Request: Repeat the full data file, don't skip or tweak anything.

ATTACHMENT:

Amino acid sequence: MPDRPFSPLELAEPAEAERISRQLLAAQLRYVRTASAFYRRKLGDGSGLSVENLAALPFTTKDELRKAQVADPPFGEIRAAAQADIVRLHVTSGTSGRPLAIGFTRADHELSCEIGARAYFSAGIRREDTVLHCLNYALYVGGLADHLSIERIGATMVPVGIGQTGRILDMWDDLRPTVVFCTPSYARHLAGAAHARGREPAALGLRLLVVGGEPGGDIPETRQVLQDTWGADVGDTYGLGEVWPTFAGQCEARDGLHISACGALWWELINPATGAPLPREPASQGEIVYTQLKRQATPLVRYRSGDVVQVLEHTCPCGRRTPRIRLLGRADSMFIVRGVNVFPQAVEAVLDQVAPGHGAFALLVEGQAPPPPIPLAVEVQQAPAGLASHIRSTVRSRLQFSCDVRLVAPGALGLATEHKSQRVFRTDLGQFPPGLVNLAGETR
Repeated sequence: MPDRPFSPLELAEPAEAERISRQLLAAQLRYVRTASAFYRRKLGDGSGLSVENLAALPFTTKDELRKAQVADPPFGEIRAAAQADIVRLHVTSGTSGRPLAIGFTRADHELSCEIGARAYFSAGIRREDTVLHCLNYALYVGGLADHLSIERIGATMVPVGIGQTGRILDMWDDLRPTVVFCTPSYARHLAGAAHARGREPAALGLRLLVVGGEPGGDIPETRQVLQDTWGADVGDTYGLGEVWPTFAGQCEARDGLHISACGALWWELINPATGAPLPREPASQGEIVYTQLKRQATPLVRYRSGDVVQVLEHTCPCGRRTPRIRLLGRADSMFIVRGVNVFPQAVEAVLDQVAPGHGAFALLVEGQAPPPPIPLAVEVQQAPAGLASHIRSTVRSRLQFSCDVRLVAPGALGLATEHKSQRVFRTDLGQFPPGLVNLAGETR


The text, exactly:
Amino acid sequence: MPDRPFSPLELAEPAEAERISRQLLAAQLRYVRTASAFYRRKLGDGSGLSVENLAALPFTTKDELRKAQVADPPFGEIRAAAQADIVRLHVTSGTSGRPLAIGFTRADHELSCEIGARAYFSAGIRREDTVLHCLNYALYVGGLADHLSIERIGATMVPVGIGQTGRILDMWDDLRPTVVFCTPSYARHLAGAAHARGREPAALGLRLLVVGGEPGGDIPETRQVLQDTWGADVGDTYGLGEVWPTFAGQCEARDGLHISACGALWWELINPATGAPLPREPASQGEIVYTQLKRQATPLVRYRSGDVVQVLEHTCPCGRRTPRIRLLGRADSMFIVRGVNVFPQAVEAVLDQVAPGHGAFALLVEGQAPPPPIPLAVEVQQAPAGLASHIRSTVRSRLQFSCDVRLVAPGALGLATEHKSQRVFRTDLGQFPPGLVNLAGETR
Repeated sequence: MPDRPFSPLELAEPAEAERISRQLLAAQLRYVRTASAFYRRKLGDGSGLSVENLAALPFTTKDELRKAQVADPPFGEIRAAAQADIVRLHVTSGTSGRPLAIGFTRADHELSCEIGARAYFSAGIRREDTVLHCLNYALYVGGLADHLSIERIGATMVPVGIGQTGRILDMWDDLRPTVVFCTPSYARHLAGAAHARGREPAALGLRLLVVGGEPGGDIPETRQVLQDTWGADVGDTYGLGEVWPTFAGQCEARDGLHISACGALWWELINPATGAPLPREPASQGEIVYTQLKRQATPLVRYRSGDVVQVLEHTCPCGRRTPRIRLLGRADSMFIVRGVNVFPQAVEAVLDQVAPGHGAFALLVEGQAPPPPIPLAVEVQQAPAGLASHIRSTVRSRLQFSCDVRLVAPGALGLATEHKSQRVFRTDLGQFPPGLVNLAGETR